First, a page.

Having proposed that the struggles and insights of believers who lived in the past or in a minority status can provide help to those of us ministering in the contemporary West, Smith uses the latter section of his book to make the case for creating, nurturing, and sustaining an alternative community (i.e. – the church). Three chapters are leveraged to argue for the necessity of cultivating liturgical, catechetical, and missional leadership. These are then rounded off with a plea for ecumenical engagement and an exhortation to the consistent practice of spiritual disciplines by those in Christian leadership. Finally, in a brief conclusion, Smith issues a short missive encouraging the practice of hospitality towards those not yet a part of the faith community, especially the refugee, the foreigner, and the stranger. As he notes, “Hospitality is the very heart of God and thus one of the hallmarks of the reign of God in our world” (p. 179).
I was attracted to the promotions for this book because I know that Dr. Smith is an accomplished author with some significant leadership experience and I’m always on the lookout for fresh insights and ideas on how to engage our culture with the Gospel. In some ways he provides real help in this regard. His chapter on Catechetical Leadership warmed my heart because he rightly, in my view, sees the church as a teaching-learning community. In addition, I found his final chapter on the importance of practicing the spiritual disciplines to be both challenging and encouraging, a genuine achievement in view of the tired nature of this now well-worn topic. Moreover, Dr. Smith’s range of research and reading is impressive and his book is exceptionally well-written, a tribute to both him and the editors at IVP.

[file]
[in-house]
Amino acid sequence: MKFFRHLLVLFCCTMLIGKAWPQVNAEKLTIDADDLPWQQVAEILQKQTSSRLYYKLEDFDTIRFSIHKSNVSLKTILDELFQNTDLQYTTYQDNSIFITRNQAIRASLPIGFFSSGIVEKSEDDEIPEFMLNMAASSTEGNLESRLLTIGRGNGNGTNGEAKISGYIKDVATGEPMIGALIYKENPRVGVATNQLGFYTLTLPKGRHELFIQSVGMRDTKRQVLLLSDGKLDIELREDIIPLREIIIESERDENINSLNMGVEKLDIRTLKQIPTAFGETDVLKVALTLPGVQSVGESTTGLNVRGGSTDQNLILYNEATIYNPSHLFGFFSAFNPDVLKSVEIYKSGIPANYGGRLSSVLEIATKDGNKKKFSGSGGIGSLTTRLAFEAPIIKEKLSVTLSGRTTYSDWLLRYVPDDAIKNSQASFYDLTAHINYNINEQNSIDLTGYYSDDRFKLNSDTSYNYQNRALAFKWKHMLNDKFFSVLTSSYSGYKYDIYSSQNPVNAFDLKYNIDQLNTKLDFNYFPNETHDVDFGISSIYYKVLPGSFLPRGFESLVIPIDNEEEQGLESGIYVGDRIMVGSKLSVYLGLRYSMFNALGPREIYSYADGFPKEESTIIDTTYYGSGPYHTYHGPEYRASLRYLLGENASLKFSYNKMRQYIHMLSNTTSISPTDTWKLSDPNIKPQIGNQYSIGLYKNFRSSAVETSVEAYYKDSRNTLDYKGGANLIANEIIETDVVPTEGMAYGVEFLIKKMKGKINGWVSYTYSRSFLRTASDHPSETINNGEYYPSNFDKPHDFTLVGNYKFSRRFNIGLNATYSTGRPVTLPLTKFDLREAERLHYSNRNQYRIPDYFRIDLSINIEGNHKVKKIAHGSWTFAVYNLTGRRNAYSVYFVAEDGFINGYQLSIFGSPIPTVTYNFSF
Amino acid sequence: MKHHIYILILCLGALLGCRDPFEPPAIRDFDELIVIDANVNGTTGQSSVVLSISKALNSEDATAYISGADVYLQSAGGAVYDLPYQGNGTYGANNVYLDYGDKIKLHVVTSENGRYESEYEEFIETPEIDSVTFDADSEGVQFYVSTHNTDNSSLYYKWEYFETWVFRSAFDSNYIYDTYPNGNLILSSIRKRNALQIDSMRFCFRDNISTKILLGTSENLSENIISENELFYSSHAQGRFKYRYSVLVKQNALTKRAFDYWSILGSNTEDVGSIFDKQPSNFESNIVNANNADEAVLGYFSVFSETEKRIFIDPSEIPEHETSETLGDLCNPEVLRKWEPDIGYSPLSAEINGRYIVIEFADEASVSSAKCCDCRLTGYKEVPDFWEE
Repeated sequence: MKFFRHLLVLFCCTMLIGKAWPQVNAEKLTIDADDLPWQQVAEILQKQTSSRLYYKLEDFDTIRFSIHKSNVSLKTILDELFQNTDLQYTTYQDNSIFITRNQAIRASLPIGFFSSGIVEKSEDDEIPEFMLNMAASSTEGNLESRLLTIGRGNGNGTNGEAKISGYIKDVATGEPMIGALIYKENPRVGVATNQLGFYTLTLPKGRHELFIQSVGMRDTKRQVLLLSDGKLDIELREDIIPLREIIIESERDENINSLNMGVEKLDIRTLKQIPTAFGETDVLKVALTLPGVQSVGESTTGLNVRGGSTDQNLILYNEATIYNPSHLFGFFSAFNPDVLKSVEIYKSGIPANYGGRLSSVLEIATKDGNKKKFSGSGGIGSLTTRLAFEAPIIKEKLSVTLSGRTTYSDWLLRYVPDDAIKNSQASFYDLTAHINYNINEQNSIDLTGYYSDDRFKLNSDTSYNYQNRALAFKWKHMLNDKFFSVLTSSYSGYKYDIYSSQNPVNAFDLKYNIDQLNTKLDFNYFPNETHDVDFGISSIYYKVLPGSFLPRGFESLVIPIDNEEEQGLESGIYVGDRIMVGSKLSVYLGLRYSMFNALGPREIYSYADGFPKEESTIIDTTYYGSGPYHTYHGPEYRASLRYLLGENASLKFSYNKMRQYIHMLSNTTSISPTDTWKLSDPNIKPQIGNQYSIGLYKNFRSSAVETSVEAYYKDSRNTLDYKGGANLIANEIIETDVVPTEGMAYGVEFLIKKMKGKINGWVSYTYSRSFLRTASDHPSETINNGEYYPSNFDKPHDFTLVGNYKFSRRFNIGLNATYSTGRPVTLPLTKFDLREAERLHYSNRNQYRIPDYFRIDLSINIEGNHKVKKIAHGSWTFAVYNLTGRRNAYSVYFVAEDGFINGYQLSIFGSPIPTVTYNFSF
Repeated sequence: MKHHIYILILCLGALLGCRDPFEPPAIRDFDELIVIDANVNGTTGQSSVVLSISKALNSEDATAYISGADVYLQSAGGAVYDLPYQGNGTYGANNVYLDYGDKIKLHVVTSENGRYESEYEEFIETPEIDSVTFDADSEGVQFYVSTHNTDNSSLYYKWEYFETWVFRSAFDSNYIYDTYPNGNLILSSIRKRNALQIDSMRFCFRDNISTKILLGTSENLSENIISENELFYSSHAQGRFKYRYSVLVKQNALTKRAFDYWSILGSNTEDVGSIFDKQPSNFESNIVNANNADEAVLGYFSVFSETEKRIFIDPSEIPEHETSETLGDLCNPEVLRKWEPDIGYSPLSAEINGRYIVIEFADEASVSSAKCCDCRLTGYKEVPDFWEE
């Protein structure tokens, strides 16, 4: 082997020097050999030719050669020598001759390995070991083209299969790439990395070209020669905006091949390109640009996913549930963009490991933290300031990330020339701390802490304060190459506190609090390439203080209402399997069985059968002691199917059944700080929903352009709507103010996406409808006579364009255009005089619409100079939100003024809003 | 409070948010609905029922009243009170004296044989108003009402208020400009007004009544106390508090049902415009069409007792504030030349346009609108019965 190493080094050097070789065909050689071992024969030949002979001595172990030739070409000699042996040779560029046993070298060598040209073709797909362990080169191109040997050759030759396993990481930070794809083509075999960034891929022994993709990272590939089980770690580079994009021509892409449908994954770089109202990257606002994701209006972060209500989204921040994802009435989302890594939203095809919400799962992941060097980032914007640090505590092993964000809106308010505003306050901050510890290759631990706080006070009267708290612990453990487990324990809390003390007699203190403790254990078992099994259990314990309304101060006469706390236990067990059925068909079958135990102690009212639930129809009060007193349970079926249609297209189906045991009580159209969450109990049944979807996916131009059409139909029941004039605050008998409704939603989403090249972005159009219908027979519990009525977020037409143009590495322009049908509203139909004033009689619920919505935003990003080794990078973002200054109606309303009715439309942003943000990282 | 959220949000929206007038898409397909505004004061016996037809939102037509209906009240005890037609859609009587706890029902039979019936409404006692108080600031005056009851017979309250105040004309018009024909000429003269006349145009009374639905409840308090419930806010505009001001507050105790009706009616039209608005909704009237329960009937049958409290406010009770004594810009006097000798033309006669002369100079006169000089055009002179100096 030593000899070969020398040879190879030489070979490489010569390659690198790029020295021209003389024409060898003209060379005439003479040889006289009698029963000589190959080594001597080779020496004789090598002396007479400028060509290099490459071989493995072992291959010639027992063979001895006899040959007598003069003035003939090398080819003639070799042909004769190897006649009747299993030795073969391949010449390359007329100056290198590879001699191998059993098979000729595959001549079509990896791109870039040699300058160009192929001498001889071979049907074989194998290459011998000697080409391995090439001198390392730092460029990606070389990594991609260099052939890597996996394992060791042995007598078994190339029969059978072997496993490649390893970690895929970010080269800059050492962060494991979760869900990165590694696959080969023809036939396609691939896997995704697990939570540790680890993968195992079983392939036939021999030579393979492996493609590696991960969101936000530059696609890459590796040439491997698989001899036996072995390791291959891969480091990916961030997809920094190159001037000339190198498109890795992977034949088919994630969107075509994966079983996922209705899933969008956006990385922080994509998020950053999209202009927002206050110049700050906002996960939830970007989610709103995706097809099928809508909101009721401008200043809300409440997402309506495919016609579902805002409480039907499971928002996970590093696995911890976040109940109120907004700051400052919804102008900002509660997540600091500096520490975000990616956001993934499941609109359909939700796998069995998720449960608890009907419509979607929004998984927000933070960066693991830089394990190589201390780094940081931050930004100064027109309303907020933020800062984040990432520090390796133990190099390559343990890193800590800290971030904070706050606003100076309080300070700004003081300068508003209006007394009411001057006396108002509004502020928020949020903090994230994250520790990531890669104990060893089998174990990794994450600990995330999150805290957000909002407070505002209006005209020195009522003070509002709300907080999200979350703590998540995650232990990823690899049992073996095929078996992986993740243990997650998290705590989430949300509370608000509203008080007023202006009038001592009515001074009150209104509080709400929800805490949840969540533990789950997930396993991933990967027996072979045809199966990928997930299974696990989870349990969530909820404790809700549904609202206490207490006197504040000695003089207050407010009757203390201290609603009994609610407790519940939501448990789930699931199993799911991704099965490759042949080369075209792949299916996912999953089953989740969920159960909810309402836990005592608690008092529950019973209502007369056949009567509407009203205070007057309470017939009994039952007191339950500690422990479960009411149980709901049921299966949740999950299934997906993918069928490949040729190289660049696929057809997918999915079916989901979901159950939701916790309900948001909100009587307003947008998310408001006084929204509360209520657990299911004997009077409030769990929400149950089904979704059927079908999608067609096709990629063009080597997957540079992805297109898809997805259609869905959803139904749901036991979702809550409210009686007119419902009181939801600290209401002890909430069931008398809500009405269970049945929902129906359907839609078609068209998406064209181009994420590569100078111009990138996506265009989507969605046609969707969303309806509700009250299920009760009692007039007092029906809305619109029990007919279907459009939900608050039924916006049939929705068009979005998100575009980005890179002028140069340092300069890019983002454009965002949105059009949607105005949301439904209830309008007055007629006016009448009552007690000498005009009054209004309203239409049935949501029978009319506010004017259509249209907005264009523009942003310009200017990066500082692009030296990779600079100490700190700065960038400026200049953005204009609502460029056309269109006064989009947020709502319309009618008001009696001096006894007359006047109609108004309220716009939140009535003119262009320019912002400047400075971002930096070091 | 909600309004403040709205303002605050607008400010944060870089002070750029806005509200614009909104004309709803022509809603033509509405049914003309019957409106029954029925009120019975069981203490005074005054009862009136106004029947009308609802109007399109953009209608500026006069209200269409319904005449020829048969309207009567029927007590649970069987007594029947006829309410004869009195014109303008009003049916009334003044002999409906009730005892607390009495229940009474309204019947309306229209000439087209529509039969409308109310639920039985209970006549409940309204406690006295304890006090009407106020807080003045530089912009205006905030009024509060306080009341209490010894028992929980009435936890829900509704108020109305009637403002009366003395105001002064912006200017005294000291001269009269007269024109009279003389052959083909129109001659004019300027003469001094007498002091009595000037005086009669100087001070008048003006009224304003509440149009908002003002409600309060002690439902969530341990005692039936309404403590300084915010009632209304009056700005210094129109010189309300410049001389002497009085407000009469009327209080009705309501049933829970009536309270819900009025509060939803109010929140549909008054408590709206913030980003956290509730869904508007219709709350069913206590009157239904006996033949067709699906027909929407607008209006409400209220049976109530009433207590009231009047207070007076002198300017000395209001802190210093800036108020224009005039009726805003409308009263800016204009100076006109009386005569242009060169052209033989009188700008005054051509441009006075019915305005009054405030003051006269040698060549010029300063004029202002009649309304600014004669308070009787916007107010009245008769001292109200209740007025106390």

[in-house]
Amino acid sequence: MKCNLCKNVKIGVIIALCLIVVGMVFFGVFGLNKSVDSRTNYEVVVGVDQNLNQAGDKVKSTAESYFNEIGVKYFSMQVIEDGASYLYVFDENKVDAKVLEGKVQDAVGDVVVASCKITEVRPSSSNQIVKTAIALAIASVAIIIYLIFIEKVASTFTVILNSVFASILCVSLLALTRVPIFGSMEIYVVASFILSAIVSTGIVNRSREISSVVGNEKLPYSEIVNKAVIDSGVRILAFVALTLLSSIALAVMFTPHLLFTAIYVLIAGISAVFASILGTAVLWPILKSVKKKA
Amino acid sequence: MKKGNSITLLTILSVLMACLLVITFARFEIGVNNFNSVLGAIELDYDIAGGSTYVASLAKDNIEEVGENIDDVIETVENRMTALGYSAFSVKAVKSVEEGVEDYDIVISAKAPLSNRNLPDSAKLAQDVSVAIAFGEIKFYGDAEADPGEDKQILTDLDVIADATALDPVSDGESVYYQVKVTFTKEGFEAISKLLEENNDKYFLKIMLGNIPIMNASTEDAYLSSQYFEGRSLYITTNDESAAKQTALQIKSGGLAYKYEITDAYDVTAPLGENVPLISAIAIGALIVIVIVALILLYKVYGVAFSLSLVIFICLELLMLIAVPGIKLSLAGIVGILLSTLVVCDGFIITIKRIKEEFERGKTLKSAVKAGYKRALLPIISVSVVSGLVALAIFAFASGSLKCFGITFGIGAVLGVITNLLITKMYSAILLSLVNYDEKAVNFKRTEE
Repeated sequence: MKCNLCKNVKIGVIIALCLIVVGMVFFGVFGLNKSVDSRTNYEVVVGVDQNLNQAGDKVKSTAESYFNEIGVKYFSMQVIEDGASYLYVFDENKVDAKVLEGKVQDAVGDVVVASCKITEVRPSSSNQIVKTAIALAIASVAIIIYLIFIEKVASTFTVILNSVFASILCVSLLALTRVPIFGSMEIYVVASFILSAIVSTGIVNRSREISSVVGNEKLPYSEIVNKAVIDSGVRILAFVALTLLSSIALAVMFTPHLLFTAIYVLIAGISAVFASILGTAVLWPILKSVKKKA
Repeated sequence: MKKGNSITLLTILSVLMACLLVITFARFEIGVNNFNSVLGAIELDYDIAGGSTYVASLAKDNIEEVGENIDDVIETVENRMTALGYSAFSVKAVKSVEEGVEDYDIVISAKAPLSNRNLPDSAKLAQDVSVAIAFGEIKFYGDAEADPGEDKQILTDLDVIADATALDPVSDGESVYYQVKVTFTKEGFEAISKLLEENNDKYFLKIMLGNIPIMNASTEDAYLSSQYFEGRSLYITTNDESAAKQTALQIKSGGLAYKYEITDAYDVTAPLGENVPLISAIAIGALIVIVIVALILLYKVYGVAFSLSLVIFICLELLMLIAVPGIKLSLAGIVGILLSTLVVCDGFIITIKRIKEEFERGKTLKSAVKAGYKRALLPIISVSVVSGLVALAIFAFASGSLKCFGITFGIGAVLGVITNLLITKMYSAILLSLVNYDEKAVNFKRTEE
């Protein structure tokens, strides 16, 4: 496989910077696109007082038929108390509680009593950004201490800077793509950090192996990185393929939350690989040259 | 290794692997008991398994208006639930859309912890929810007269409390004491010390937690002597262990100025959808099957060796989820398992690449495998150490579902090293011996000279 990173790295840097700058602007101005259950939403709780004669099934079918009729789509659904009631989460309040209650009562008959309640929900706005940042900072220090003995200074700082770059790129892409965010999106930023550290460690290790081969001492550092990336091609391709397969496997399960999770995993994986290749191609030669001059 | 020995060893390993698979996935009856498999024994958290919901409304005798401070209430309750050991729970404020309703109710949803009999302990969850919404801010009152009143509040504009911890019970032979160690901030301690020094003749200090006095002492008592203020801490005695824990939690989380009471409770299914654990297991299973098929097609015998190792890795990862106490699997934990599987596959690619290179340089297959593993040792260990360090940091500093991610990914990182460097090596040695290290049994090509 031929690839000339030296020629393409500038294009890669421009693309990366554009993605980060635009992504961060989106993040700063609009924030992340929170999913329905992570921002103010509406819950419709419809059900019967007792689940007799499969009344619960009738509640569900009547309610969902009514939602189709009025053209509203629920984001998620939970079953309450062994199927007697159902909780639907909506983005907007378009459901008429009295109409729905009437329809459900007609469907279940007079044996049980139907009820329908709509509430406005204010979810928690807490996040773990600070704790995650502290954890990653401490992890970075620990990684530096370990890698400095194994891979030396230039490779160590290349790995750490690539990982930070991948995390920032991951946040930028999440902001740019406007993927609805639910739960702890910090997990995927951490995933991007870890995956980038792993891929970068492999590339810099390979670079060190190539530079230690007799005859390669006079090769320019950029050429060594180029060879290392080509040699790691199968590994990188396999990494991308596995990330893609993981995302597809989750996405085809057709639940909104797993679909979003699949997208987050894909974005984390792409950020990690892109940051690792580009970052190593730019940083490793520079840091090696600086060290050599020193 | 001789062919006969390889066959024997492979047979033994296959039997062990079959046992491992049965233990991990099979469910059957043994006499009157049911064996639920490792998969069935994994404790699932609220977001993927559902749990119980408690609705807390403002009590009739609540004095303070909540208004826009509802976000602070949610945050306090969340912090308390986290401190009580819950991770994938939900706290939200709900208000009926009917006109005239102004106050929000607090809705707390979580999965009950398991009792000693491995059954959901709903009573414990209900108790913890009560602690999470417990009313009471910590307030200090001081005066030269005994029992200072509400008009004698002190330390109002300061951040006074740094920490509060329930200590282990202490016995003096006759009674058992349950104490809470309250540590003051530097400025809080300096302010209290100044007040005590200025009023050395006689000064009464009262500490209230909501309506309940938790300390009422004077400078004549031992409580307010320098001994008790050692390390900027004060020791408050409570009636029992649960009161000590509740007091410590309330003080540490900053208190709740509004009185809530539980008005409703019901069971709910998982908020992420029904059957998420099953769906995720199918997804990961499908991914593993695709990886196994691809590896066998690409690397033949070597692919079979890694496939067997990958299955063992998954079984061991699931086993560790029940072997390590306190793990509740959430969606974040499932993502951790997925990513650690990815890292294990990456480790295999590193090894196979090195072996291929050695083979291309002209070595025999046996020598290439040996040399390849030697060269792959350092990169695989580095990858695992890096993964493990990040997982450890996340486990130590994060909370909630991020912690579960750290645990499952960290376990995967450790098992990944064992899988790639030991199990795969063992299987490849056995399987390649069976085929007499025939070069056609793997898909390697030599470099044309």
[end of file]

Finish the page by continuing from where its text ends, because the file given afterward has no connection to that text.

But I’m not sure that the book accomplishes what its author set out to do, at least from my perspective as a church historian, pastor, and preacher who has lived through various cultural changes as well as the rise and now growing demise of the evangelical movement in North America over the past forty-five years. For starters, I’m not convinced that secularity as Dr. Smith defines it is the cultural air we’re breathing. Instead, I would suggest that since the late 1960s our society has been a battleground between the historic Judeo-Christian consensus versus an ever-evolving neo-paganism. The former revolves around belief in God and a traditional moral order while the latter has successively given birth to new gods and goddesses such as radical feminism, unrestrained sexual expression of all kinds, and the vast power of technocracy. In fact, I was surprised that Dr. Smith used Lesslie Newbigin as an important voice to heed in view of Newbigin’s impassioned argument in most of his books that a hardened paganism has arisen in the West far more challenging than the one encountered by the early church. Recent sociological studies of Generation Z and a purview of any Sunday’s The New York Times would seem to validate this interpretation.